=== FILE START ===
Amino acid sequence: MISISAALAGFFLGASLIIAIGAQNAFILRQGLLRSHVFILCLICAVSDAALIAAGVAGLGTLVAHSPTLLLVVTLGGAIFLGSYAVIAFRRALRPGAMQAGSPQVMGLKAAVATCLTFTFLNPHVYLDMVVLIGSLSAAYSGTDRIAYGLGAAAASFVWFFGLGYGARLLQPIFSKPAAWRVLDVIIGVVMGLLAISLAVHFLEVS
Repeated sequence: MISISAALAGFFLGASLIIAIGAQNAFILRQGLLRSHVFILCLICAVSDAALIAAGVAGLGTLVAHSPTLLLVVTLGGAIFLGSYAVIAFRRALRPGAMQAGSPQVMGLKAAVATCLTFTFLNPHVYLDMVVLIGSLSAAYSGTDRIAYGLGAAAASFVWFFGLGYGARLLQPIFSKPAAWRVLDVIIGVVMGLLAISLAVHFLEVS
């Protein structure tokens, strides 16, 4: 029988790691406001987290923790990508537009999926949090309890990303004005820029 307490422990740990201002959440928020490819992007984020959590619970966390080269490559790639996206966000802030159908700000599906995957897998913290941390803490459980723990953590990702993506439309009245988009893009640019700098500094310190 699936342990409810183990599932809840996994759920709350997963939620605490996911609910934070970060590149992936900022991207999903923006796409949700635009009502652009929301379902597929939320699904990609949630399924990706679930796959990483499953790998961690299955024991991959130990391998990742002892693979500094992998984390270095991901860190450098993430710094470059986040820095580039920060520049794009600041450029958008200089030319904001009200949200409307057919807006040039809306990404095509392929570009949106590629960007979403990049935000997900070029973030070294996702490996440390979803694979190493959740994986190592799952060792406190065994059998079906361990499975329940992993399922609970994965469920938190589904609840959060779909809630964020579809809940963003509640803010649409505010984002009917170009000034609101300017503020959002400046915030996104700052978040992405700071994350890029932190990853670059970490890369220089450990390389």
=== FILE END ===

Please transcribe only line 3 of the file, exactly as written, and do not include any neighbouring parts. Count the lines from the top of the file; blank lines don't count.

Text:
């Protein structure tokens, strides 16, 4: 029988790691406001987290923790990508537009999926949090309890990303004005820029 307490422990740990201002959440928020490819992007984020959590619970966390080269490559790639996206966000802030159908700000599906995957897998913290941390803490459980723990953590990702993506439309009245988009893009640019700098500094310190 699936342990409810183990599932809840996994759920709350997963939620605490996911609910934070970060590149992936900022991207999903923006796409949700635009009502652009929301379902597929939320699904990609949630399924990706679930796959990483499953790998961690299955024991991959130990391998990742002892693979500094992998984390270095991901860190450098993430710094470059986040820095580039920060520049794009600041450029958008200089030319904001009200949200409307057919807006040039809306990404095509392929570009949106590629960007979403990049935000997900070029973030070294996702490996440390979803694979190493959740994986190592799952060792406190065994059998079906361990499975329940992993399922609970994965469920938190589904609840959060779909809630964020579809809940963003509640803010649409505010984002009917170009000034609101300017503020959002400046915030996104700052978040992405700071994350890029932190990853670059970490890369220089450990390389």